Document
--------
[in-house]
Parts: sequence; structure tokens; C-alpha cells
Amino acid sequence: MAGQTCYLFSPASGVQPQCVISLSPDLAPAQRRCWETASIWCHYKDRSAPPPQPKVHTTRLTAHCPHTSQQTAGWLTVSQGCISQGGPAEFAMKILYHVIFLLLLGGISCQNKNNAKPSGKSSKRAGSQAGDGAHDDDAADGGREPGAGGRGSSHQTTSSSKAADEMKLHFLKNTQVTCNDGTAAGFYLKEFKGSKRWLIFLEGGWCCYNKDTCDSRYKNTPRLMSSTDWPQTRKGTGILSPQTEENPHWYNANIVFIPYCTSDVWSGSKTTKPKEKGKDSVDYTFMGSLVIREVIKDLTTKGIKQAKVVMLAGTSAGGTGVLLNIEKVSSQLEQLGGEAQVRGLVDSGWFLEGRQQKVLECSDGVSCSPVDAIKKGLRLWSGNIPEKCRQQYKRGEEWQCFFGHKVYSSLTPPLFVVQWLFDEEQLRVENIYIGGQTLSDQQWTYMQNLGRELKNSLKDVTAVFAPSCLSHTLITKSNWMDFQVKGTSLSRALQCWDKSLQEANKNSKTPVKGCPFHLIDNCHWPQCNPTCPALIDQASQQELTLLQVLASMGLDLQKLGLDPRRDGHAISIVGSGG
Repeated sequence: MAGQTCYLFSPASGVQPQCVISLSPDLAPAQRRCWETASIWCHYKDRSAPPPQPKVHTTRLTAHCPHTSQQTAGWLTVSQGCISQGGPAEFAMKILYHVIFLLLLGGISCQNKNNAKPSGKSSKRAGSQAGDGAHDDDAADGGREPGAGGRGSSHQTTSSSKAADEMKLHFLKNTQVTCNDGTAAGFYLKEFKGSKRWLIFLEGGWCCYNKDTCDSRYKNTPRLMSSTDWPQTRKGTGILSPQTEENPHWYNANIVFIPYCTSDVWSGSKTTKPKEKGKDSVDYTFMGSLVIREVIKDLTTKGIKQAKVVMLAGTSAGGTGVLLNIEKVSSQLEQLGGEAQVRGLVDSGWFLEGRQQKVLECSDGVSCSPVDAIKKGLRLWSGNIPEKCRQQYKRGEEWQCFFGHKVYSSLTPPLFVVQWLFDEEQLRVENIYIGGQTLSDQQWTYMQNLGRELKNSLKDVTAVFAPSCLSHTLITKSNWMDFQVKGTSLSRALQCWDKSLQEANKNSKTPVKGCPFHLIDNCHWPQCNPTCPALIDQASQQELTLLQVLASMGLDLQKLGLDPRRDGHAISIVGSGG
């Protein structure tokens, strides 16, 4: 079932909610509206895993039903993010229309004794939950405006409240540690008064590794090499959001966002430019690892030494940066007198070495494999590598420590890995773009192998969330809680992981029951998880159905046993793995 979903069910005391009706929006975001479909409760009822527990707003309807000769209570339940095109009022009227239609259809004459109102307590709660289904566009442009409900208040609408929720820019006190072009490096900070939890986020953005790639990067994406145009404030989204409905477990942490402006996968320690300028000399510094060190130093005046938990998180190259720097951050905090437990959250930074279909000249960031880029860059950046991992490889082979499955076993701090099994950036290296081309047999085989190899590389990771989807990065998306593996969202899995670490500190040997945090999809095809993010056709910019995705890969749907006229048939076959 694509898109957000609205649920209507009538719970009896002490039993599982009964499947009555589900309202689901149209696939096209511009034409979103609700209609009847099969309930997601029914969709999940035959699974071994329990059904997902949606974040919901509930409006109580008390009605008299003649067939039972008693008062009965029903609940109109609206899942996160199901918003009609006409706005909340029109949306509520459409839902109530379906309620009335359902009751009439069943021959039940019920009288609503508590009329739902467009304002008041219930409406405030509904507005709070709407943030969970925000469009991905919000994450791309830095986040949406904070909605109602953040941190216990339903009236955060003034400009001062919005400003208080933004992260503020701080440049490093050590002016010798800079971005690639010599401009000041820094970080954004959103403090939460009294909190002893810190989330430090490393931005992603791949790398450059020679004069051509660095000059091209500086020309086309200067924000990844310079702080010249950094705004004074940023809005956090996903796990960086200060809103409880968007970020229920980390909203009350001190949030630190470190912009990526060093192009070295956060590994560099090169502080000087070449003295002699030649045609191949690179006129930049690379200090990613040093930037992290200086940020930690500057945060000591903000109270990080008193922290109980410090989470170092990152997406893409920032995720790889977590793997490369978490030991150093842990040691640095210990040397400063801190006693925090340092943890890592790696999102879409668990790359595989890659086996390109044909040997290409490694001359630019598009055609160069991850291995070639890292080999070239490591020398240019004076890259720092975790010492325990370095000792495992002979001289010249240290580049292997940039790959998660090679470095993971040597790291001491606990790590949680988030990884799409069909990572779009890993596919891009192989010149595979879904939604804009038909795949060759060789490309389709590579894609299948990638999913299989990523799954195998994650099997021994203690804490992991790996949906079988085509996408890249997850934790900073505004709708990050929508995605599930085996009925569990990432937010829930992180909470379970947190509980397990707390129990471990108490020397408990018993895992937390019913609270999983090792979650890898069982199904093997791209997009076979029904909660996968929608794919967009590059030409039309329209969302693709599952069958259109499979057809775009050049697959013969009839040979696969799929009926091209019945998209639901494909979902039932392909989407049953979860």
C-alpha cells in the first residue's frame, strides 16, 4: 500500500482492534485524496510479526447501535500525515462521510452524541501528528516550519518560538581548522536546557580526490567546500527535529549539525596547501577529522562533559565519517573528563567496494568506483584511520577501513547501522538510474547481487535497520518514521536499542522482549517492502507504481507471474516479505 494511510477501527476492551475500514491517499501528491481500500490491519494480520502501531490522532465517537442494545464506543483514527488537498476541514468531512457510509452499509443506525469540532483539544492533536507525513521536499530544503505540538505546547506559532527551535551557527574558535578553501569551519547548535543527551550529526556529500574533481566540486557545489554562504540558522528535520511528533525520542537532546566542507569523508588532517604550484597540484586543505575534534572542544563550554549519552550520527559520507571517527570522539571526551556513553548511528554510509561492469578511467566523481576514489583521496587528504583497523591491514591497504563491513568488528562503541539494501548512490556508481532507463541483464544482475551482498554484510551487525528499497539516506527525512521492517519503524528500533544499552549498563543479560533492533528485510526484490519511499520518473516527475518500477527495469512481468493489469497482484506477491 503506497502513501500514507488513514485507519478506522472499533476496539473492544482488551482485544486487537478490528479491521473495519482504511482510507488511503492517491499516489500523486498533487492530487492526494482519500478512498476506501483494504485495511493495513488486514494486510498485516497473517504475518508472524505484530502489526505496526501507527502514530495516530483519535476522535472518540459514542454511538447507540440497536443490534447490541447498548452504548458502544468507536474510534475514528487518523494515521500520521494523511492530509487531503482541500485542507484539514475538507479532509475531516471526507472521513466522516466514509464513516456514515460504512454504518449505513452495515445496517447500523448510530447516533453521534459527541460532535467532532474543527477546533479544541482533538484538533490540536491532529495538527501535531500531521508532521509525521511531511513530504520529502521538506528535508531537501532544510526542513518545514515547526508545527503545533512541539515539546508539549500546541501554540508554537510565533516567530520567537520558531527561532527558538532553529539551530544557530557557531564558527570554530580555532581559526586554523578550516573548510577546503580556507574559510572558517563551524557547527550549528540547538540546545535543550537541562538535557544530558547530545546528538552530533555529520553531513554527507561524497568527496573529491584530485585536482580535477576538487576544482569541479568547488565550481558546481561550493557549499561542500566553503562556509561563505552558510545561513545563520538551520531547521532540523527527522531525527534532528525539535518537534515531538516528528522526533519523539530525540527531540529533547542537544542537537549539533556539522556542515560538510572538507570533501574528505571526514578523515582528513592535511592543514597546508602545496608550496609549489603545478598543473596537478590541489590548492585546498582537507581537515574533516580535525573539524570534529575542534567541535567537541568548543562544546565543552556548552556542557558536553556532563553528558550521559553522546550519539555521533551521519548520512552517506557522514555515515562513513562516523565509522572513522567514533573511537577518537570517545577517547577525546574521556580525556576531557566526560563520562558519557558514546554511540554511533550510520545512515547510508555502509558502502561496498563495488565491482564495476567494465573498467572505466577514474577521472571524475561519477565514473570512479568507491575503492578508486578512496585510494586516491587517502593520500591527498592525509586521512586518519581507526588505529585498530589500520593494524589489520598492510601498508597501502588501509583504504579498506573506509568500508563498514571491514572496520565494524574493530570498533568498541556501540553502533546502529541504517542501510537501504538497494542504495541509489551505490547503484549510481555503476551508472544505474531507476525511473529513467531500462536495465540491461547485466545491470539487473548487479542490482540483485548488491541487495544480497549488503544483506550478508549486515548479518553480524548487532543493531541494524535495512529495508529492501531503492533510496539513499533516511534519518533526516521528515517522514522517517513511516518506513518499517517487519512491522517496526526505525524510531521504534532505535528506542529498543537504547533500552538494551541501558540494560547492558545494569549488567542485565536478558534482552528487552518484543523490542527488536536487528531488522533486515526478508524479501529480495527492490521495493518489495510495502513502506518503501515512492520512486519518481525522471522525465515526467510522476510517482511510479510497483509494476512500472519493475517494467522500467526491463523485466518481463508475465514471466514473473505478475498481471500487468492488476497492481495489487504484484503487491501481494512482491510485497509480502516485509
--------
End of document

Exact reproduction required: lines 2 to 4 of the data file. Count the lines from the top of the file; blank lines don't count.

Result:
Parts: sequence; structure tokens; C-alpha cells
Amino acid sequence: MAGQTCYLFSPASGVQPQCVISLSPDLAPAQRRCWETASIWCHYKDRSAPPPQPKVHTTRLTAHCPHTSQQTAGWLTVSQGCISQGGPAEFAMKILYHVIFLLLLGGISCQNKNNAKPSGKSSKRAGSQAGDGAHDDDAADGGREPGAGGRGSSHQTTSSSKAADEMKLHFLKNTQVTCNDGTAAGFYLKEFKGSKRWLIFLEGGWCCYNKDTCDSRYKNTPRLMSSTDWPQTRKGTGILSPQTEENPHWYNANIVFIPYCTSDVWSGSKTTKPKEKGKDSVDYTFMGSLVIREVIKDLTTKGIKQAKVVMLAGTSAGGTGVLLNIEKVSSQLEQLGGEAQVRGLVDSGWFLEGRQQKVLECSDGVSCSPVDAIKKGLRLWSGNIPEKCRQQYKRGEEWQCFFGHKVYSSLTPPLFVVQWLFDEEQLRVENIYIGGQTLSDQQWTYMQNLGRELKNSLKDVTAVFAPSCLSHTLITKSNWMDFQVKGTSLSRALQCWDKSLQEANKNSKTPVKGCPFHLIDNCHWPQCNPTCPALIDQASQQELTLLQVLASMGLDLQKLGLDPRRDGHAISIVGSGG
Repeated sequence: MAGQTCYLFSPASGVQPQCVISLSPDLAPAQRRCWETASIWCHYKDRSAPPPQPKVHTTRLTAHCPHTSQQTAGWLTVSQGCISQGGPAEFAMKILYHVIFLLLLGGISCQNKNNAKPSGKSSKRAGSQAGDGAHDDDAADGGREPGAGGRGSSHQTTSSSKAADEMKLHFLKNTQVTCNDGTAAGFYLKEFKGSKRWLIFLEGGWCCYNKDTCDSRYKNTPRLMSSTDWPQTRKGTGILSPQTEENPHWYNANIVFIPYCTSDVWSGSKTTKPKEKGKDSVDYTFMGSLVIREVIKDLTTKGIKQAKVVMLAGTSAGGTGVLLNIEKVSSQLEQLGGEAQVRGLVDSGWFLEGRQQKVLECSDGVSCSPVDAIKKGLRLWSGNIPEKCRQQYKRGEEWQCFFGHKVYSSLTPPLFVVQWLFDEEQLRVENIYIGGQTLSDQQWTYMQNLGRELKNSLKDVTAVFAPSCLSHTLITKSNWMDFQVKGTSLSRALQCWDKSLQEANKNSKTPVKGCPFHLIDNCHWPQCNPTCPALIDQASQQELTLLQVLASMGLDLQKLGLDPRRDGHAISIVGSGG